It is classic Christian theology that "ye cannot serve God and mammon." (1) And yet, there are currently thirty-eight lawsuits pending that make the claim that not only does a for-profit corporation have religious rights, but also that the Patient Protection and Affordable Care Act Women's Health Amendment's contraceptive coverage mandate violates the Religious Freedom Restoration Act (RFRA) and the Free Exercise Clause of the First Amendment by infringing on for-profit corporations' religious rights.
This Note provides an in-depth look at the specific claims raised by for-profit corporations challenging the contraceptive coverage mandate. Part I will first compare the legal standard under the Religious Freedom Restoration Act with the legal standard under the Free Exercise Clause of the First Amendment, an idiosyncrasy that stems from the Supreme Court's watershed decision of Employment Division, Department of Human Resources of Oregon v. Smith. (2) Part I will also give a brief background on the Patient Protection and Affordable Care Act (ACA), (3) the Women's Health Amendment (WHA), (4) and the contraceptive coverage mandate. (5) Part II will provide a framework for analyzing the decisions issued so far, dividing the relevant arguments into three categories: corporations' religious rights, RFRA, and the Free Exercise Clause. Part II will use those categories as a structure for discussing the courts' analyses of the contraceptive coverage mandate. Lastly, Part III will address the three questions posed by these litigations using the categories developed in Part II, and will suggest that the key to answering these questions lies in recognizing the unrepresented but central interests of a third party in these lawsuits: the employees whose access to contraceptive services hangs in the balance.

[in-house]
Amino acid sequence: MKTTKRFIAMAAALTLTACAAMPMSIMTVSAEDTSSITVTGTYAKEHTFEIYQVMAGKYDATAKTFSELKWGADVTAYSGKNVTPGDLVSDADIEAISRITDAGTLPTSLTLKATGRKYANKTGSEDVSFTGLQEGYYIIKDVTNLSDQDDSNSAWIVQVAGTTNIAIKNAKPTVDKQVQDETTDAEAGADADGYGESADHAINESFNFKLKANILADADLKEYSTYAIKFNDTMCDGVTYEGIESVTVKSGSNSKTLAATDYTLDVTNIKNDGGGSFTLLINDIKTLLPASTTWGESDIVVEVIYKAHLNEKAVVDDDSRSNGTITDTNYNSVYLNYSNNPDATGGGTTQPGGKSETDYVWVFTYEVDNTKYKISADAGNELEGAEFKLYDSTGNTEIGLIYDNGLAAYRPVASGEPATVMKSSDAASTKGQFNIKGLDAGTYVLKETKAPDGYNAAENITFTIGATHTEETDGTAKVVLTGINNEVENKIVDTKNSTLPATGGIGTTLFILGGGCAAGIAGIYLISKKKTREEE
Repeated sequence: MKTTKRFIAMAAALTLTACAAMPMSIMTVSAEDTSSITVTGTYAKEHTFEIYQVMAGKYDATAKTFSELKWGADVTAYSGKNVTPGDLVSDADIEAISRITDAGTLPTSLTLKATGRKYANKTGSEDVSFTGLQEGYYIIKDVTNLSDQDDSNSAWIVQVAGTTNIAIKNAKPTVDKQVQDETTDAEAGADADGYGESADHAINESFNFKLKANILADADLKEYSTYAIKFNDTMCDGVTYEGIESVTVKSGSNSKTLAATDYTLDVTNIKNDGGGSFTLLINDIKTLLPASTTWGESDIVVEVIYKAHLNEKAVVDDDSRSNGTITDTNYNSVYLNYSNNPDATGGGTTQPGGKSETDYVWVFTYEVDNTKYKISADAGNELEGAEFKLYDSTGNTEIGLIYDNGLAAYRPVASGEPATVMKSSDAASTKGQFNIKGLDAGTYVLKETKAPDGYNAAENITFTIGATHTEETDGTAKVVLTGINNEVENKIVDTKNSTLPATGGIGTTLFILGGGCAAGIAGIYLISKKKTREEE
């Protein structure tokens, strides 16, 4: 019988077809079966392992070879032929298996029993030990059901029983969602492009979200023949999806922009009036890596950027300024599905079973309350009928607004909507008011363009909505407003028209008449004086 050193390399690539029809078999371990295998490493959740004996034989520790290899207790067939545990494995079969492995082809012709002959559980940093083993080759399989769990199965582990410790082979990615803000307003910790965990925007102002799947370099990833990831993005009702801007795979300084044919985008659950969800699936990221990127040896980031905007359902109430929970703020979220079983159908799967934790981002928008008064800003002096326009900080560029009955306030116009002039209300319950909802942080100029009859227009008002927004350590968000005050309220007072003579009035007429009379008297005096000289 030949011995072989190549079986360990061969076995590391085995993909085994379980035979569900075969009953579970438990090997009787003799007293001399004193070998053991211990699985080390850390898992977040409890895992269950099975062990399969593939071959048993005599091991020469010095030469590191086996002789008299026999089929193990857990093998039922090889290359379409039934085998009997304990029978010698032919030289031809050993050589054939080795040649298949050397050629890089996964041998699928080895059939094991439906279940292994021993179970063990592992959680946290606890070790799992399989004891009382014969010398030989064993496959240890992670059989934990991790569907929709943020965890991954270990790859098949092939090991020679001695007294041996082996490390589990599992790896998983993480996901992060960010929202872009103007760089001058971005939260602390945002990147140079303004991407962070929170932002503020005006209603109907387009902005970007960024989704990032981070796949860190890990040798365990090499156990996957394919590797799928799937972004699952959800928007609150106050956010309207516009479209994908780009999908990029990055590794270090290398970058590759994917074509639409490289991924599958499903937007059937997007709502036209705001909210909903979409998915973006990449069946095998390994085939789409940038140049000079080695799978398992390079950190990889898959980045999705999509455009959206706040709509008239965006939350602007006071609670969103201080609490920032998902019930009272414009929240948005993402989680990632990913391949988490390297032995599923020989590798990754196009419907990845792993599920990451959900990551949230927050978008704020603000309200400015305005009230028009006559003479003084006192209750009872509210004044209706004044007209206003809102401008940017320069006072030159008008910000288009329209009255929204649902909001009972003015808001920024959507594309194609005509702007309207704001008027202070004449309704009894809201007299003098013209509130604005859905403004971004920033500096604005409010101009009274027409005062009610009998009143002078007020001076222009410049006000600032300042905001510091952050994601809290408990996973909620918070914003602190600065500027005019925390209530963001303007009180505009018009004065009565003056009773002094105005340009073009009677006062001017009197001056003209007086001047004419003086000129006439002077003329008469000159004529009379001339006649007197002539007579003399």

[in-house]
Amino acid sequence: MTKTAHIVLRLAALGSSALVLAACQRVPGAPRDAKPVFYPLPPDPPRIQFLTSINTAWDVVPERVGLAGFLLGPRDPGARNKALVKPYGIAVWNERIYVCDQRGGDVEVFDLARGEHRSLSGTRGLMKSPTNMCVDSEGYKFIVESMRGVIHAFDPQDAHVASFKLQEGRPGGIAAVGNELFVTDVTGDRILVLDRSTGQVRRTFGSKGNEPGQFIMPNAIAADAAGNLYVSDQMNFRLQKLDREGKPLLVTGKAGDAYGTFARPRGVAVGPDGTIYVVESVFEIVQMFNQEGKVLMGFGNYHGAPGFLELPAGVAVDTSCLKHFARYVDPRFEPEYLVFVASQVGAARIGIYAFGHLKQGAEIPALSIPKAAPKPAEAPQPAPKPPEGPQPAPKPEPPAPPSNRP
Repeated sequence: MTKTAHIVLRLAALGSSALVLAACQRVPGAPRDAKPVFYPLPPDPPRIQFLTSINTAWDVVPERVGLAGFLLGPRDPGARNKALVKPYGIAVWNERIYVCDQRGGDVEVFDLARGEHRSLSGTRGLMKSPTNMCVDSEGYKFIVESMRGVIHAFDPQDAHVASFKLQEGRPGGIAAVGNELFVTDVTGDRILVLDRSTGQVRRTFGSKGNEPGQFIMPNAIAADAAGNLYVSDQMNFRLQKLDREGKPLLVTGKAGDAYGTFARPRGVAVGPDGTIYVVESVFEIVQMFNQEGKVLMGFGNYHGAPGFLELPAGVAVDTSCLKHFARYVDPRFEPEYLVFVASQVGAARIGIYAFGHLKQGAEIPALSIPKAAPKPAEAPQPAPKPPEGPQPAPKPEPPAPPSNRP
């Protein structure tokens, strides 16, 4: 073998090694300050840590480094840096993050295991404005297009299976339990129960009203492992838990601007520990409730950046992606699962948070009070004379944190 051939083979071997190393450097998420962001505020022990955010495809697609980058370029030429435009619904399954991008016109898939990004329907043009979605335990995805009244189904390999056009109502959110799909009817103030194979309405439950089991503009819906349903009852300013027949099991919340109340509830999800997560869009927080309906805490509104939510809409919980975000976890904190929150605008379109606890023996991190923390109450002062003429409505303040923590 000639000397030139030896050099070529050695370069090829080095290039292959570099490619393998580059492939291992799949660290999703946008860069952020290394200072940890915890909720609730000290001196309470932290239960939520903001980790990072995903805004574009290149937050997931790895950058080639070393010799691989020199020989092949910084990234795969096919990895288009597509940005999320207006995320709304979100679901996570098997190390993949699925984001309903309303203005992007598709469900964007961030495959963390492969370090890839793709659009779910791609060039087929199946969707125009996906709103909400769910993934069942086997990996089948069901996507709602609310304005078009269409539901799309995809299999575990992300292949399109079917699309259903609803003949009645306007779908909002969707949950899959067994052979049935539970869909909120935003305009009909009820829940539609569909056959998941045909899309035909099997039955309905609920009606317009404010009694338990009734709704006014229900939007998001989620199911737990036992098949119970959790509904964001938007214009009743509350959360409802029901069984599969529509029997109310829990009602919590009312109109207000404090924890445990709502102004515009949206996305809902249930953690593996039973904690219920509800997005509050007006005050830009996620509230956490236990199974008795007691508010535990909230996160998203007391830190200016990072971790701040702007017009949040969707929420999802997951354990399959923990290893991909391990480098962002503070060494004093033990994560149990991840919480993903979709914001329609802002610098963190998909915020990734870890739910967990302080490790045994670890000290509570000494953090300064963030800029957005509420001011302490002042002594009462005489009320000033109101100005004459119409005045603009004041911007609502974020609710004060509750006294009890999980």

Part I will first provide an overview of the Religious Freedom Restoration Act (6) and the Free Exercise Clause legal standards and relevant case law, before covering the background and structural details of the Patient Protection and Affordable Care Act (7) and the Women's Health Amendment. (8)
Current Doctrine of RFRA and the Free Exercise Clause of the First Amendment
The Free Exercise Clause of the First Amendment states that "Congress shall make no law ... prohibiting the free exercise [of religion]." (9) It prohibits federal and state governments from infringing on an individual's ability to engage in religious practices. (10)
When the Supreme Court issued its decision in Employment Division, Department of Human Resources of Oregon v. Smith, (11) the face of Free Exercise jurisprudence changed significantly. (12) Before Smith, the Free Exercise test developed by the Court in the regime-changing (13) cases of Sherbert v. Verner (14) and Wisconsin v. Yoder (15) required a plaintiff to show that the government had imposed a substantial burden on the plaintiff's religion; once the plaintiff showed such a burden, the government then had to show, as an affirmative defense, that it had a compelling interest in imposing that burden and that the burden represented the least restrictive means to achieving the government's objective. (16) In Employment Division, Department of Human Resources of Oregon v. Smith, the Supreme Court announced a new test under the Free Exercise Clause, which consists of asking only whether the law in question is neutral and whether it is generally applicable. (17) As long as the statute is both neutral and generally applicable, a party must comply regardless of the burden on its free exercise of religion. (18) Three years after Smith, Congress responded by passing, almost unanimously, the Religious Freedom Restoration Act, which reestablished the religious exercise test that had existed prior to Smith, as a statutory right rather than a constitutional one. (19)